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Forensic Toxicology

, Volume 34, Issue 2, pp 316–328 | Cite as

Human urinary metabolite pattern of a new synthetic cannabimimetic, methyl 2-(1-(cyclohexylmethyl)-1H-indole-3-carboxamido)-3,3-dimethylbutanoate

  • Andrej Grigoryev
  • Pierce Kavanagh
  • Alexandr Pechnikov
Original Article

Abstract

A number of metabolites of a new synthetic cannabimimetic, which is a derivative of 2-(1-(cyclohexylmethyl)-1H-indole-3-carboxamido)-3,3-dimethylbutanoic acid, were identified in human urine. The parent compound, a methyl ester of this acid, was identified in seizures in persons from the same city where analysis of drug-intoxication urine samples revealed the presence of the compound’s metabolites. This compound named ‘MDMB-CHMICA’ was reported to the European Monitoring Centre for Drugs and Drug Addiction (EMCDDA) via the Early Warning System (EWS) in 2014. Hydrolysis of the ester was found to be the main metabolic pathway followed by mono-, di- and tri-hydroxylation, ketone formation, ketone formation with monohydroxylation, dealkylation, and dealkylation combined with hydroxylation. Additionally, the products by internal dehydration of hydroxylated forms with lactone formation were detected. Mono-hydroxylated metabolites were detected from their glucuronidated forms. Identification of metabolites was made on the basis of gas chromatography–mass spectrometry and liquid chromatography with time-of-flight mass spectrometry and ion trap mass spectrometry. To our knowledge, this is the first report on the metabolites of MBDB-CHMICA in human urine.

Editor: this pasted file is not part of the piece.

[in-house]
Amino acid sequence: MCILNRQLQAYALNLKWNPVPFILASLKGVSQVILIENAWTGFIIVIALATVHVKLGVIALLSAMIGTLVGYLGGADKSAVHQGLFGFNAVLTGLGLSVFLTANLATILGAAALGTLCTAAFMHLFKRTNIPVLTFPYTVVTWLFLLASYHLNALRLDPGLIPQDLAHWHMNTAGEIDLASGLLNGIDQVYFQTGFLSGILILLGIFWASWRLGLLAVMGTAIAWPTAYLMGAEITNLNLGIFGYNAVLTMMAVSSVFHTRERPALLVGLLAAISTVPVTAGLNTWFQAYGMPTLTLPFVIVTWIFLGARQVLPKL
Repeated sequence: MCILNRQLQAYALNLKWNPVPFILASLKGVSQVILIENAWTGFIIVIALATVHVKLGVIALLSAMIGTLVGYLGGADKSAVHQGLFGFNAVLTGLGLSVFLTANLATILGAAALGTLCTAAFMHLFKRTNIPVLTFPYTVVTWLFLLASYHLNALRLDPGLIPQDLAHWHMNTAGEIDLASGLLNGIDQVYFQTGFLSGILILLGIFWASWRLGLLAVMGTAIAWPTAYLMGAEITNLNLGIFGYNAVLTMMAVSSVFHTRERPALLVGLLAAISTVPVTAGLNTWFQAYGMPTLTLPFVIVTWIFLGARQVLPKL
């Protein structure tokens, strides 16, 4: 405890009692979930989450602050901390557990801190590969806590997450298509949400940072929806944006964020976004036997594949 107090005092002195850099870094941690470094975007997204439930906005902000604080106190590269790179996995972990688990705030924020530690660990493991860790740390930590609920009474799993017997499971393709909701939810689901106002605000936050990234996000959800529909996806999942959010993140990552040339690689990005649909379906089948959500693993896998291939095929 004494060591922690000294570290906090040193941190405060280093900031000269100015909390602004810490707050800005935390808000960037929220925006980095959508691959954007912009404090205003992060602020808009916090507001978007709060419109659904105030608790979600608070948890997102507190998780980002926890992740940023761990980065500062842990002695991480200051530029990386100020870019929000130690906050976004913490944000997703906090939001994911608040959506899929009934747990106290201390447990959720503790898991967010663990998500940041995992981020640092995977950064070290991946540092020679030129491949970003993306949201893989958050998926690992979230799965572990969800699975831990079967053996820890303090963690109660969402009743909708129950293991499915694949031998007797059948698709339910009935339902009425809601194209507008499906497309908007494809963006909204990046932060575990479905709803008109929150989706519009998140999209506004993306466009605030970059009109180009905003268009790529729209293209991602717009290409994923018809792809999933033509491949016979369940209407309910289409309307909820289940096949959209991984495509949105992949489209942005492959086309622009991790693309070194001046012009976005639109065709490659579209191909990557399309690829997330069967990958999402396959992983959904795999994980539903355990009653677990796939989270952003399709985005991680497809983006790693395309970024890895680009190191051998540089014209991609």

Keywords

Synthetic cannabinoid MDMB-CHMICA Human urine Metabolites GC–MS LC–QTOF LC–MSn 

Notes

Compliance with ethical standards

Conflict of interest

There are no financial or other relations that could lead to a conflict of interest.

Statement of human rights

All procedures performed in studies involving human participants were in accordance with the ethical standards of the institutional and/or national research committee and with the 1964 Helsinki declaration and its later amendments or comparable ethical standards.

Informed consent

For this type of study formal consent is not required.

Supplementary material

11419_2016_319_MOESM1_ESM.pdf (114 kb)
Supplementary material 1 (PDF 114 kb)

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Copyright information

© Japanese Association of Forensic Toxicology and Springer Japan 2016

Authors and Affiliations

  • Andrej Grigoryev
    • 1
  • Pierce Kavanagh
    • 2
  • Alexandr Pechnikov
    • 3
  1. 1.Bureau of Forensic-Medical Expertise’s, Forensic-Chemical DivisionMoscowRussia
  2. 2.Department of Pharmacology and TherapeuticsTrinity College, School of MedicineDublin 8Ireland
  3. 3.Bureau of Forensic-Medical Expertise’s, Forensic-Chemical DivisionSalekhardRussia

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